“The works of all painters [employed by the court] are weekly laid before His Majesty by the superintendents and the clerks; he then confers rewards according to the excellence of workmanship, or increases the monthly salaries. … Most excellent painters are now to be found and masterpieces … may be placed at the side of the wonderful works of the European painters who have attained world-wide fame. The minuteness in detail, the general finish, the boldness of execution, etc., now observed in pictures, are incomparable; even inanimate objects look as if they had life. More than a hundred painters have become famous masters of the art, whilst the number of those who approach perfection, or of those who are middling, is very large. This is especially true of the Hindus; their pictures surpass our conceptions of things. Few, indeed, in the whole world are found equal to them.”
[Adapted from Abu’l Fazl’s A’In–i Akbari (The Institutes of Akbar), translated by Heinrich Blochmann]
Akbar’s commissions were divided up among teams of artists working at the court, and often two painters collaborated on a single image, in addition to the calligraphers. The Gallery’s illustration is attributed to Basawan, responsible for the composition and the drawing, and Suraj Gujarati, who painted it. Their names are recorded in red ink at the bottom – later largely trimmed off. Responsible for many of the narrative scenes in the first Baburnama, Basawan is likely to have been in charge of the manuscript’s production. Abu’l Fazl praised him: “in composition, drawing of facial features, blending of colours, the painting of true likenesses, and several other branches of this art, he is most excellent.” His list of the artist's skills gives a sense of how Mughal patrons understood painting.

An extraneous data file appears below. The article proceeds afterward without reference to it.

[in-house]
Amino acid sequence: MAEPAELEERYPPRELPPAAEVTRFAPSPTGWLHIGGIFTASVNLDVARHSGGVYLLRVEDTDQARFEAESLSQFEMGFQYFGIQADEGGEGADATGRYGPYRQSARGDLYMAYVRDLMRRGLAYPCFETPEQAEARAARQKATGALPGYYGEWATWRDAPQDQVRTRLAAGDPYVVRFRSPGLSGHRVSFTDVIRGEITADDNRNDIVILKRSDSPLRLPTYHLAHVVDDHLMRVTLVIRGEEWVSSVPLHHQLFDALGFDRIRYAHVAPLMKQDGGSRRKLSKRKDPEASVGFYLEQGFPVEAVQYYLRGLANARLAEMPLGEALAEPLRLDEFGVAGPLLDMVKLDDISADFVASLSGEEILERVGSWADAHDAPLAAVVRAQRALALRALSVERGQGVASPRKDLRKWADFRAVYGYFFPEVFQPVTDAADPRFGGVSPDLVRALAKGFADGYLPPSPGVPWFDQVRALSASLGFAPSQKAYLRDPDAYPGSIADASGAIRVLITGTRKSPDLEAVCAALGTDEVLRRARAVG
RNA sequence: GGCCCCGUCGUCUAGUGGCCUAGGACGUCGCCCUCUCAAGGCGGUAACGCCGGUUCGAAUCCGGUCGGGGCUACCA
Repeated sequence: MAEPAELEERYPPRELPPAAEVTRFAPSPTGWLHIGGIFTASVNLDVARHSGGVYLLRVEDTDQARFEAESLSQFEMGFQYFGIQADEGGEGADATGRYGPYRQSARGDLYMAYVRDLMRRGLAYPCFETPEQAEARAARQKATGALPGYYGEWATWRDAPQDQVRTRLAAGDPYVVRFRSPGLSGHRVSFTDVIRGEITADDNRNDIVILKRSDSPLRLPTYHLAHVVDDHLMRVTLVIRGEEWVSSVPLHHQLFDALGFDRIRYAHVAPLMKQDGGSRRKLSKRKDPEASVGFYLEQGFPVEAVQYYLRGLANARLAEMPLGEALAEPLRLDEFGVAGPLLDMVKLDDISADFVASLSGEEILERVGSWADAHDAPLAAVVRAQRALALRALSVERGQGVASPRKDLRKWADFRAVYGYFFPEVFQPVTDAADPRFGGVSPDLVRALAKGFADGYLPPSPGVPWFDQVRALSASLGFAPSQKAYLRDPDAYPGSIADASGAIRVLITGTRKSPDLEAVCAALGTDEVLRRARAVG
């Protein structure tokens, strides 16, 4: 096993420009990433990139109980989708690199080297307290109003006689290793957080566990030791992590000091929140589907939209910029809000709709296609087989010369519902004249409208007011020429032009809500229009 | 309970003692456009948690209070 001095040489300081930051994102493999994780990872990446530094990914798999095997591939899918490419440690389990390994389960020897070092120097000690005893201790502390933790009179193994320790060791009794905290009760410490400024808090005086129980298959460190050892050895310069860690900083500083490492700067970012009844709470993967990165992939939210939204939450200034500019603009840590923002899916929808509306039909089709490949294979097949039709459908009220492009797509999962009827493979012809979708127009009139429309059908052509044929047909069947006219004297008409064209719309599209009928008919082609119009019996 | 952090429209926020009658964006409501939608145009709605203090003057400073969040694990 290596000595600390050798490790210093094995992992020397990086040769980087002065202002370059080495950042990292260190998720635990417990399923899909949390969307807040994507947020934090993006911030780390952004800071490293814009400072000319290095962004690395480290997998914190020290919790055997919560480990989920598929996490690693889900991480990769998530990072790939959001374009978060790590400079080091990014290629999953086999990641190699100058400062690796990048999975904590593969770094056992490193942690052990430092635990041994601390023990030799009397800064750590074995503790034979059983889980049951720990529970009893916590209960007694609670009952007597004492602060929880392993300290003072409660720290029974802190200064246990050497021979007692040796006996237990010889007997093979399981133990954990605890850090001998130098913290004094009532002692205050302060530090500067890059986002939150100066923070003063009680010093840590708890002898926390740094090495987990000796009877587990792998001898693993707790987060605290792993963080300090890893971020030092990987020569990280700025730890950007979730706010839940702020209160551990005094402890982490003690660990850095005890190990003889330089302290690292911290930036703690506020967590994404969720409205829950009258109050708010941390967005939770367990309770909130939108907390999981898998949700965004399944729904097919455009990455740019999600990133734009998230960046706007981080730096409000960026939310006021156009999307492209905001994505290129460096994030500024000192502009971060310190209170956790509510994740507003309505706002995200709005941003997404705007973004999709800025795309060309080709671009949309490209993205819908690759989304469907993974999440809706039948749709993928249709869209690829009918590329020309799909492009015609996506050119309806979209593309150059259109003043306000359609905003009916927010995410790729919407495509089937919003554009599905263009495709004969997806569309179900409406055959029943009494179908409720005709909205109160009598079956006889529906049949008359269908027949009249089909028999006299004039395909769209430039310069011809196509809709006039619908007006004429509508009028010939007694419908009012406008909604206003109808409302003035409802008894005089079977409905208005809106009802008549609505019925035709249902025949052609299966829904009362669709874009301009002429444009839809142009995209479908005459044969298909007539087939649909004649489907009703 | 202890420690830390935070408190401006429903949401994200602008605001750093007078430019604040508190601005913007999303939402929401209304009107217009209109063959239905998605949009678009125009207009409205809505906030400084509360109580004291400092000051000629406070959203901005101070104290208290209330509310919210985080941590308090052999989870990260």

Akbar will have chosen the scenes he wanted illustrated. Momentous events in Babur’s life are complemented by scenes of leisure, gardening and natural history – subjects that resonated with Akbar, just as they had with his grandfather. The Gallery’s leaf is one of two facing illustrations, showing Babur overseeing work at his garden at Istalif, near Kabul in Afghanistan: